Oh I here you! My ill health robbed me of my decision of when to stop feeding too. I was distraught. Well done to you for an amazing 16 Month effort, that’s fabulous! ❤️ #Blogcrush

  2. March 2, 2018 / 9:10 am

    I fed all of my four till about 16-18months and none of them wanted to stop. I found the hardest part was when I was weaning them I couldn’t cuddle them because then they wanted to feed. I felt bad about limiting physical contact for a while. True, I miss my short lived cleavage too, I have just about nothing now! #blogcrush

  3. March 2, 2018 / 10:38 am

    Breast-feeding for so long is such an achievement, you should be proud! #blogcrush

  4. March 2, 2018 / 10:49 am

    that you could feed forthat long is a great achievement. unfortunately breastfeeding has never worked out as planned for my wife. #BlogCrush

  5. March 2, 2018 / 12:25 pm

    Oh Wendy, I remember this moment really well and it was totally sad. I always thought I would have a third child and I didn’t. It was only when my second was about 2 that I suddenly felt sad again about never having some of those ‘new’ child moments and breastfeeding was one of those moments. Try to look forward and think of all the positives of having a slightly older child. Good luck and take care. #blogcrush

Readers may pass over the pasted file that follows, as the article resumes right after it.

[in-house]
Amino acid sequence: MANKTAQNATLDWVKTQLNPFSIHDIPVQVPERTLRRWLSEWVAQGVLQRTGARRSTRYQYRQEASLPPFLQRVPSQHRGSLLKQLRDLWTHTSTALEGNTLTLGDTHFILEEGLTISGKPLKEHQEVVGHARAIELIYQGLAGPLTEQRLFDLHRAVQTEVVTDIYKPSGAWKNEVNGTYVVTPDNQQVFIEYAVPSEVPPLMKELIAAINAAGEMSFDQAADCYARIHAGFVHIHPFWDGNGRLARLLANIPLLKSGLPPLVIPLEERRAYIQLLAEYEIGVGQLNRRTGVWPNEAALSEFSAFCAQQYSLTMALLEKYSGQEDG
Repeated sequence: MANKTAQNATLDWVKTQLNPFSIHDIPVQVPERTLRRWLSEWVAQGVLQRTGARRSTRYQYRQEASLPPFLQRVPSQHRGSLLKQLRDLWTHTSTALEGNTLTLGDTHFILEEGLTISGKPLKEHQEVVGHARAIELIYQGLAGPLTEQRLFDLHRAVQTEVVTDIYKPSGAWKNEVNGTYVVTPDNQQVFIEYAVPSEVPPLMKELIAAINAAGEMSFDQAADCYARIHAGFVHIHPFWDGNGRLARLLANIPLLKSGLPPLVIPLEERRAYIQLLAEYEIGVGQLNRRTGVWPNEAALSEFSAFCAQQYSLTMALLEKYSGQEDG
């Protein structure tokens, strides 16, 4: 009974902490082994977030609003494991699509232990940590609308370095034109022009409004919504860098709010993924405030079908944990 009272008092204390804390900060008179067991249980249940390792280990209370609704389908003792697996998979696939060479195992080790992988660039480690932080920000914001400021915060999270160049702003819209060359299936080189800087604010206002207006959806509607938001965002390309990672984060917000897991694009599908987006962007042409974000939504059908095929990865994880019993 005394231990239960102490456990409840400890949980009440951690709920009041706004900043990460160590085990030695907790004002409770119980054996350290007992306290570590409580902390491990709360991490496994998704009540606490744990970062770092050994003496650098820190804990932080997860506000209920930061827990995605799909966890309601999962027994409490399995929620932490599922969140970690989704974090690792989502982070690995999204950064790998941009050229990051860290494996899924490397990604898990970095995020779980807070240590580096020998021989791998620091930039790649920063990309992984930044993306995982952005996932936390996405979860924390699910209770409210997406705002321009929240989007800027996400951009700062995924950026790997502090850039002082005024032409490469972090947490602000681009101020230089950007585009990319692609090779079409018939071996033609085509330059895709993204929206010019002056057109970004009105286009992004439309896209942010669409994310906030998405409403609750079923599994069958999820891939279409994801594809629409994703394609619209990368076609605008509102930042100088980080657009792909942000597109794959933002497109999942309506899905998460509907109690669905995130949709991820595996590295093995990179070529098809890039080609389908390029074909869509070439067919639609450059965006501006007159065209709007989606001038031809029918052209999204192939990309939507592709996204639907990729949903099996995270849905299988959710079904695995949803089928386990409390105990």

Sophie recently posted…What Can I Do To My Garden Today To Make It More Appealing When Summer Arrives?My Profile

  6. March 2, 2018 / 12:32 pm

    My wife soldiered through twins until about 15 months, doing what the doctor suggested in tapering down the feedings. The last one to go was the wake-up feed, but by that point they didn’t seem that interested anymore. Once the feedings ended, it meant she could sleep in 45 minutes more.

    She did always make sure to have her chest covered around them for a few months after that, just in case they suddenly remembered what they were missing out on. We knew they didn’t care when they came running into the bedroom while she was getting dressed, still topless, and they didn’t even give her a second look. #BlogCrush

  7. March 2, 2018 / 2:33 pm

    I remember how incredibly emotional I was when we stopped breastfeeding. Nobody can evee take away that feeling and that special time that you shared though lovely. Here’s to the next phase! Thanks so much for hosting #blogcrush
    Rhyming with Wine recently posted…#DreamTeam Linky – Week 95My Profile

  8. March 2, 2018 / 2:38 pm